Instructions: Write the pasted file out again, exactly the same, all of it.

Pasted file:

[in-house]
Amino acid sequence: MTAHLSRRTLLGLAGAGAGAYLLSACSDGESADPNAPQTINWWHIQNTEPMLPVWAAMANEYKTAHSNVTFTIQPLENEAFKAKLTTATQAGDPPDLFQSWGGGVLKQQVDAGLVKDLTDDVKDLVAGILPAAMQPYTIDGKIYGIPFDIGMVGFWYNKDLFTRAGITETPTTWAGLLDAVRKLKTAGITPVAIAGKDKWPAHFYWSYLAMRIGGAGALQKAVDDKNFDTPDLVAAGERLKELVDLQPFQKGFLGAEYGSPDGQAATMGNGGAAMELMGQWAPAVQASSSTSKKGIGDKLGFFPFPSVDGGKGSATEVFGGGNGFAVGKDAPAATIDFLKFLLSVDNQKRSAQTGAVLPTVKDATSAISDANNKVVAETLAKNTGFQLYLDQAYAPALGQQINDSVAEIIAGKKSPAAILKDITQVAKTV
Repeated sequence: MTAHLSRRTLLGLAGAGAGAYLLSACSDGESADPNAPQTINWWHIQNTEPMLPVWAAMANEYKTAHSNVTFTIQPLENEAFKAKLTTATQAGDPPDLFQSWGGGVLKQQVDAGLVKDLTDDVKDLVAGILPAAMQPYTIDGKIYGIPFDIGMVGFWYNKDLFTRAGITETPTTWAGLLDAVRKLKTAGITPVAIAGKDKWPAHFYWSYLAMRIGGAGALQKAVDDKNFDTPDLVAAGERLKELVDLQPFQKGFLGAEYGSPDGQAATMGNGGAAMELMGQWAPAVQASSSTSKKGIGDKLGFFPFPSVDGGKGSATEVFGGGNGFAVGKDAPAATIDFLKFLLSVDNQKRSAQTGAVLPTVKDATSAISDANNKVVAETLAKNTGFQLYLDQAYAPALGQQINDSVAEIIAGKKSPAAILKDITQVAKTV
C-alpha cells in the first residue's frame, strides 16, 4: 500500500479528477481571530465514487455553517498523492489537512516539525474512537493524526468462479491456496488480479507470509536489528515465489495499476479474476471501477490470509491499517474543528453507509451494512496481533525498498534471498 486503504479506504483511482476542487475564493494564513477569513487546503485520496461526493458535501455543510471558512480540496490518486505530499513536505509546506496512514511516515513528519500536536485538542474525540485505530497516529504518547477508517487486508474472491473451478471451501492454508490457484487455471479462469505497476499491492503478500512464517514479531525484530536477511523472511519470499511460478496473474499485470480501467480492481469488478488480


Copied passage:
[in-house]
Amino acid sequence: MTAHLSRRTLLGLAGAGAGAYLLSACSDGESADPNAPQTINWWHIQNTEPMLPVWAAMANEYKTAHSNVTFTIQPLENEAFKAKLTTATQAGDPPDLFQSWGGGVLKQQVDAGLVKDLTDDVKDLVAGILPAAMQPYTIDGKIYGIPFDIGMVGFWYNKDLFTRAGITETPTTWAGLLDAVRKLKTAGITPVAIAGKDKWPAHFYWSYLAMRIGGAGALQKAVDDKNFDTPDLVAAGERLKELVDLQPFQKGFLGAEYGSPDGQAATMGNGGAAMELMGQWAPAVQASSSTSKKGIGDKLGFFPFPSVDGGKGSATEVFGGGNGFAVGKDAPAATIDFLKFLLSVDNQKRSAQTGAVLPTVKDATSAISDANNKVVAETLAKNTGFQLYLDQAYAPALGQQINDSVAEIIAGKKSPAAILKDITQVAKTV
Repeated sequence: MTAHLSRRTLLGLAGAGAGAYLLSACSDGESADPNAPQTINWWHIQNTEPMLPVWAAMANEYKTAHSNVTFTIQPLENEAFKAKLTTATQAGDPPDLFQSWGGGVLKQQVDAGLVKDLTDDVKDLVAGILPAAMQPYTIDGKIYGIPFDIGMVGFWYNKDLFTRAGITETPTTWAGLLDAVRKLKTAGITPVAIAGKDKWPAHFYWSYLAMRIGGAGALQKAVDDKNFDTPDLVAAGERLKELVDLQPFQKGFLGAEYGSPDGQAATMGNGGAAMELMGQWAPAVQASSSTSKKGIGDKLGFFPFPSVDGGKGSATEVFGGGNGFAVGKDAPAATIDFLKFLLSVDNQKRSAQTGAVLPTVKDATSAISDANNKVVAETLAKNTGFQLYLDQAYAPALGQQINDSVAEIIAGKKSPAAILKDITQVAKTV
C-alpha cells in the first residue's frame, strides 16, 4: 500500500479528477481571530465514487455553517498523492489537512516539525474512537493524526468462479491456496488480479507470509536489528515465489495499476479474476471501477490470509491499517474543528453507509451494512496481533525498498534471498 486503504479506504483511482476542487475564493494564513477569513487546503485520496461526493458535501455543510471558512480540496490518486505530499513536505509546506496512514511516515513528519500536536485538542474525540485505530497516529504518547477508517487486508474472491473451478471451501492454508490457484487455471479462469505497476499491492503478500512464517514479531525484530536477511523472511519470499511460478496473474499485470480501467480492481469488478488480